Objectives To analyse people with dementia and their family carers’ attribution of social changes in dementia and the consequences of these attributions.
Design Qualitative study, using a semi-structured interview guide. Individual interviews continued to theoretical saturation. Two researchers independently analysed interview transcripts.
Setting and participants People with mild dementia and family carers purposively selected from London-based memory services for diverse demographic characteristics to encompass a range of experiences.
Primary and secondary outcomes Attribution of social changes experienced by the person with dementia and the consequences of these attributions.
Results We interviewed nine people with dementia and nine carers, encompassing a range of age, ethnicity and educational backgrounds.
Both groups reported that the person with dementia had changed socially. People with dementia tended to give one or two explanations for social change, but carers usually suggested several. People with dementia were often socially embarrassed or less interested in going out, and they or their relatives’ physical illness or fear of falls led to reduced social activity. Carers often attributed not going out to a choice or premorbid personality. Carers found that their relative needed more support to go out than they could give and carers needed time to themselves because of carer stress or other problems from which they shielded the person with dementia. Additionally, there was decreased opportunity to socialise, as people were bereaved of friends and family. Participants acknowledged the direct impact of dementia symptoms on their ability to socially engage but sometimes decided to give up socialising when they knew they had dementia. There were negative consequences from social changes being attributed to factors such as choice, rather than dementia.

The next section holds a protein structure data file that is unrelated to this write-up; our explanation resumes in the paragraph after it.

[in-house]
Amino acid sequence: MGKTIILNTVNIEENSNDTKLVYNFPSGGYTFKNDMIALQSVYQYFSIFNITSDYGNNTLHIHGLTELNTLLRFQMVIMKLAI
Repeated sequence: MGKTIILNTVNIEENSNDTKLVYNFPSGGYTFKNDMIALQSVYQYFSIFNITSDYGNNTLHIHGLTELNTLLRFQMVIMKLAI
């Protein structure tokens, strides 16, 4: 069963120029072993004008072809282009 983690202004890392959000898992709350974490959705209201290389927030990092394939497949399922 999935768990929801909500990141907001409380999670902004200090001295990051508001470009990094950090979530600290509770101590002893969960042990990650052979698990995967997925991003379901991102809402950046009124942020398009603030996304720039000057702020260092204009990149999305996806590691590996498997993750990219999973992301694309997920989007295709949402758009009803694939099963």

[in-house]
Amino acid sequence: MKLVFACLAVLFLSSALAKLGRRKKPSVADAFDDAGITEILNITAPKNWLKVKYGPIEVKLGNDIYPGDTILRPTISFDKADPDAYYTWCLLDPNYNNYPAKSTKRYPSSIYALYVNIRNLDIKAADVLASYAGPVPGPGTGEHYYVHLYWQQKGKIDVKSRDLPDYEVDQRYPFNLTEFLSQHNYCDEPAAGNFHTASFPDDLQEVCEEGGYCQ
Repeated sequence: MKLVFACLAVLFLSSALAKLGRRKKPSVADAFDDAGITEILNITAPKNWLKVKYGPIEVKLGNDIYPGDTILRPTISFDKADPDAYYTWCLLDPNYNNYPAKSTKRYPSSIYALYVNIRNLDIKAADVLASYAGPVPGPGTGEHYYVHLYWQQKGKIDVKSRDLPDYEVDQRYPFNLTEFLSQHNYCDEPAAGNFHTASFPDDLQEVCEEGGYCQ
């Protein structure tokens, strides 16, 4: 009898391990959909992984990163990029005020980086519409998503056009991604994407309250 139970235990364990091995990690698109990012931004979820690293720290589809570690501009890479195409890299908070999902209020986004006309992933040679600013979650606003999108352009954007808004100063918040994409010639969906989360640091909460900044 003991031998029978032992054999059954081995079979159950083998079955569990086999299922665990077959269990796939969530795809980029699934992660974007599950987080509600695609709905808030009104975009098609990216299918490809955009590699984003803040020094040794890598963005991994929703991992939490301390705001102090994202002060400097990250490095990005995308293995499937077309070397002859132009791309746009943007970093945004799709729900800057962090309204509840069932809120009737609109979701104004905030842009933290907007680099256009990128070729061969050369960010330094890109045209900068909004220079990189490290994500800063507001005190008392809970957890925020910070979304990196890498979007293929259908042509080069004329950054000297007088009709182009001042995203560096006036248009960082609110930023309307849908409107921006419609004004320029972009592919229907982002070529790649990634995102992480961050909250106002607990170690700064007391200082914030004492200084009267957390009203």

Conclusion Clinicians should ask about social changes in people with dementia. Explaining that these may be due to dementia and considering strategies to overcome them may be beneficial.
- old age psychiatry
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Contributors DS,GL and AS conceived and designed the study. GL and AS obtained ethical approval for the conduct of the study. DS and AS conducted interviews and performed analysis. All authors contributed substantially to drafting the article and revising it critically for intellectual content and gave final approval to the submitted manuscript.
Funding This research received no specific grant from any funding agency in the public, commercial or non-profit searches.
Competing interests All authors have completed the ICMJE uniform disclosure form at www.icmje.org/coi_disclosure.pdf and have nothing to declare.
Patient consent All participants gave written informed consent to take part in the study.
Ethics approval Ethical approval for this study was granted from Westminster NRES committee (reference: 15/LO/0105).
Provenance and peer review Not commissioned; externally peer reviewed.
Data sharing statement No additional data are available.
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